Exchange students reflect on their year at PV

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Exchange students reflect on their year at PV

Tessa Brinkhof displays the flag of her home country, Switzerland, and the country she will study abroad in, America, at her farewell party.

Tessa Brinkhof displays the flag of her home country, Switzerland, and the country she will study abroad in, America, at her farewell party.

Tessa Brinkhof

Tessa Brinkhof displays the flag of her home country, Switzerland, and the country she will study abroad in, America, at her farewell party.

Tessa Brinkhof

Tessa Brinkhof

Tessa Brinkhof displays the flag of her home country, Switzerland, and the country she will study abroad in, America, at her farewell party.

Kaitlyn Ryan, Student life editor

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As the last day of school approaches, so does the last day exchange students will study in America. Multiple international students have spent the school year in Bettendorf, and now they are reflecting on their time abroad.

Tessa Brinkhof, a student from Switzerland, and Martha Tabea, a student from Germany, both moved to Iowa without any expectations of what life would be like. The organization Brinkhof traveled with, AFS Intercultural Programs, advised her to limit her expectations and approach it with an open mind. Tabea’s only idea of American culture was from movies; she joked that her expectations were influenced by “High School Musical.”

Though they came in without any biases, the students quickly discovered differences between their home cultures and those in the United States.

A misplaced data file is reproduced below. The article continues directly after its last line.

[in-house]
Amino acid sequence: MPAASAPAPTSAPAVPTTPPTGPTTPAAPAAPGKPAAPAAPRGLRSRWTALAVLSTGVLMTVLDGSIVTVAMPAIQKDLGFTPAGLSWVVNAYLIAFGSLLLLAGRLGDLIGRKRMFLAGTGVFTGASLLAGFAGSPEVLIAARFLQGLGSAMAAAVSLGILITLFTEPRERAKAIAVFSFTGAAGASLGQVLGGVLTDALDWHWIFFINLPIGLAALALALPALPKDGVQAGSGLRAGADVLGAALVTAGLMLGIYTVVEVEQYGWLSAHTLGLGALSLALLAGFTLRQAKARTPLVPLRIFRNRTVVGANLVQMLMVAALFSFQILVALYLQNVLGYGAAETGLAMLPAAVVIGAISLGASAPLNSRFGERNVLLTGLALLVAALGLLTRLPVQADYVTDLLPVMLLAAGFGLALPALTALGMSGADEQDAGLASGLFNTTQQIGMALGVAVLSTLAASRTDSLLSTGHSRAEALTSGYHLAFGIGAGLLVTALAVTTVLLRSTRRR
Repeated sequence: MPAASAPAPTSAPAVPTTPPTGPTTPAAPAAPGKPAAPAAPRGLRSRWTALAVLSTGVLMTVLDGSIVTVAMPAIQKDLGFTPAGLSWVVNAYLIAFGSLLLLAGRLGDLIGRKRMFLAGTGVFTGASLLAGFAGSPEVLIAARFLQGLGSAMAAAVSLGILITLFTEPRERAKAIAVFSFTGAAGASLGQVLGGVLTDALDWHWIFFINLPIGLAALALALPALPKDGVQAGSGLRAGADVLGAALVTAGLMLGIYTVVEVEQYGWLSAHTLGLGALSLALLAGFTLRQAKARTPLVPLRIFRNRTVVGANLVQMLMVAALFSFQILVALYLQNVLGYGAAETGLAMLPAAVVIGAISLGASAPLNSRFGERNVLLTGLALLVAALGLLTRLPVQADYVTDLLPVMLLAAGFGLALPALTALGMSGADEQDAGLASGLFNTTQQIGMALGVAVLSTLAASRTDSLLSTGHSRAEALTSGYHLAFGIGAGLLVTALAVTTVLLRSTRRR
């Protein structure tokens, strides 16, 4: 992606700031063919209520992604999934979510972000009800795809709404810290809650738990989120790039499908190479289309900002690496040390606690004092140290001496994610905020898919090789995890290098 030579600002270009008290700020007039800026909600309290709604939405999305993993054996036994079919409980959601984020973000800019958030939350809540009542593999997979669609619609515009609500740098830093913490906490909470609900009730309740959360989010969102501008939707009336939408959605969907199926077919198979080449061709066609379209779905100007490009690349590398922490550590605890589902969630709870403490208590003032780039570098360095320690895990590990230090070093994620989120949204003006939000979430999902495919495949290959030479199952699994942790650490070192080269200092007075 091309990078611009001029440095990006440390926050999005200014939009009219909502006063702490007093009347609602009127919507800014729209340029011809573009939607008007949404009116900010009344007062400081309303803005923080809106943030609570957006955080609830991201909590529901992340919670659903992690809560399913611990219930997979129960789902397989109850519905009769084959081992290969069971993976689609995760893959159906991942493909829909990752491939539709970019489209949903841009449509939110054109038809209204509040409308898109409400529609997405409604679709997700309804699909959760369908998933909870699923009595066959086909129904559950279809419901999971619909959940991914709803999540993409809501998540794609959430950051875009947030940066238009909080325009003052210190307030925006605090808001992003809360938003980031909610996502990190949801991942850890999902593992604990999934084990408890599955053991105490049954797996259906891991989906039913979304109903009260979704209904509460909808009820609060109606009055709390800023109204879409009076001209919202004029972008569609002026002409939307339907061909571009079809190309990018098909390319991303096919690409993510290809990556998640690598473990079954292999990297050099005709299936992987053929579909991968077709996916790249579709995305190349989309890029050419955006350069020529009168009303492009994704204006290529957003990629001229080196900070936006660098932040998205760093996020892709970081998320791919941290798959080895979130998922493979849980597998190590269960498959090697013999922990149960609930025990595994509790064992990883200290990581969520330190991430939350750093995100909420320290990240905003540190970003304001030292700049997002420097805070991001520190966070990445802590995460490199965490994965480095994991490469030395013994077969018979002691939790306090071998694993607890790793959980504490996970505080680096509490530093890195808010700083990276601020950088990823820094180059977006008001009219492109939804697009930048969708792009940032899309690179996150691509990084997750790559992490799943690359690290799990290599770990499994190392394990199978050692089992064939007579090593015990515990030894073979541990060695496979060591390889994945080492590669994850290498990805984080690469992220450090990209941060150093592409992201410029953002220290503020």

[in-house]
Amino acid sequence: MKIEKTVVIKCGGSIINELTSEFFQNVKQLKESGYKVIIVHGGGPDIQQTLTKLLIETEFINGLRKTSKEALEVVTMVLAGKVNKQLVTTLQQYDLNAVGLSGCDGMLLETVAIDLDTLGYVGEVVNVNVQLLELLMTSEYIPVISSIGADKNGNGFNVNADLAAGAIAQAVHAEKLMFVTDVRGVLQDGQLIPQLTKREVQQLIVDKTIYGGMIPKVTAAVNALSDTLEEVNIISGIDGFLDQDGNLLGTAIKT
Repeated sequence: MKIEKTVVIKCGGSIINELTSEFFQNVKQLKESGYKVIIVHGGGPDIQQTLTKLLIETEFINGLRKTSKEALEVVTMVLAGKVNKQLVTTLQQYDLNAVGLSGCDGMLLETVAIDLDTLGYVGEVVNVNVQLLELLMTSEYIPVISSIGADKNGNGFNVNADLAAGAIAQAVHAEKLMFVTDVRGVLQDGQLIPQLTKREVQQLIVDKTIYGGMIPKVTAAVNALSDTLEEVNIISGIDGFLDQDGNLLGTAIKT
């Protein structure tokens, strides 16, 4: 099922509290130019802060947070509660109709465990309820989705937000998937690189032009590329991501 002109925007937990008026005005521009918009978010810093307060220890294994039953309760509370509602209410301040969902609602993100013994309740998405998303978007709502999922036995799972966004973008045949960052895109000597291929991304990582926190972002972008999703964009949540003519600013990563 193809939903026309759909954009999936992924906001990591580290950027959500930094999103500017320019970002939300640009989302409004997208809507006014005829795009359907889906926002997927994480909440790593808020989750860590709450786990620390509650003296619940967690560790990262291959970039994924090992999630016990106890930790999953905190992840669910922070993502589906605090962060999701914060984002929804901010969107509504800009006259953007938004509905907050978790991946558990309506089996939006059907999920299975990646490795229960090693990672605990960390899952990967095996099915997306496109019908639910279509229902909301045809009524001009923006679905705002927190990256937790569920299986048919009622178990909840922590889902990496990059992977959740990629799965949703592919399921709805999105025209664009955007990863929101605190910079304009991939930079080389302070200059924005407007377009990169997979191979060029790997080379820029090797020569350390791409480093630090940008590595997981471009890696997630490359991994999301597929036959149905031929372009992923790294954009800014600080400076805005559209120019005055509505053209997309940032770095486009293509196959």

Brinkhof noted that life seemed more relaxed in America. She cited the dress code as a main example. “Here, it’s way more easy going. You could go to school or to the grocery store in pajamas and nobody would really care,” Brinkhof stated. “And in Switzerland, everything is a little bit more formal, nobody wears sweatpants out of the house.”

On the subject of school, Brinkhof noticed the role that school sports play in the high school experience. She said schools in Switzerland do not place as big of an emphasis on school spirit or school sports teams. Tabea focused on the difference of the school systems; in Germany, students do not choose their own class schedule, and their schedule changes every week.

Both students mentioned the lack of public transportation. Tabea was able to go anywhere on public transportation in Germany, but in America, she is unable to drive herself and must rely on rides from other people. She misses the freedom she had to travel to a variety of places at anytime. Brinkhof also described that teens in Switzerland do not own cars, which is a rite of passage in America.

Overall, this opportunity was a chance for the girls to test themselves. They both developed a sense of independence and confidence in their abilities to adapt and overcome. Tabea even became inspired to continue her travels in the future; the challenges she faced showed her what she can achieve.

Brinkhof shared her experience and what she has learned when she took over AFS’ instagram account. She opened her inbox to any questions prospective international students had–then the questions flooded in. From life in America to meeting her host family, there was no topic Brinkhof did not cover. “I like bringing the experience closer to others so they understand why they should host or go on a exchange year as well,” Brinkhof said.

While they have enjoyed their year abroad, the students feel mixed emotions about their imminent return home. Tabea misses her city, family, and friends from home. “But on the other side, I have a life here now and I’m gonna miss so many people,” she said. This experience has positively impacted not only the students who moved here, but also the people they created friendships with.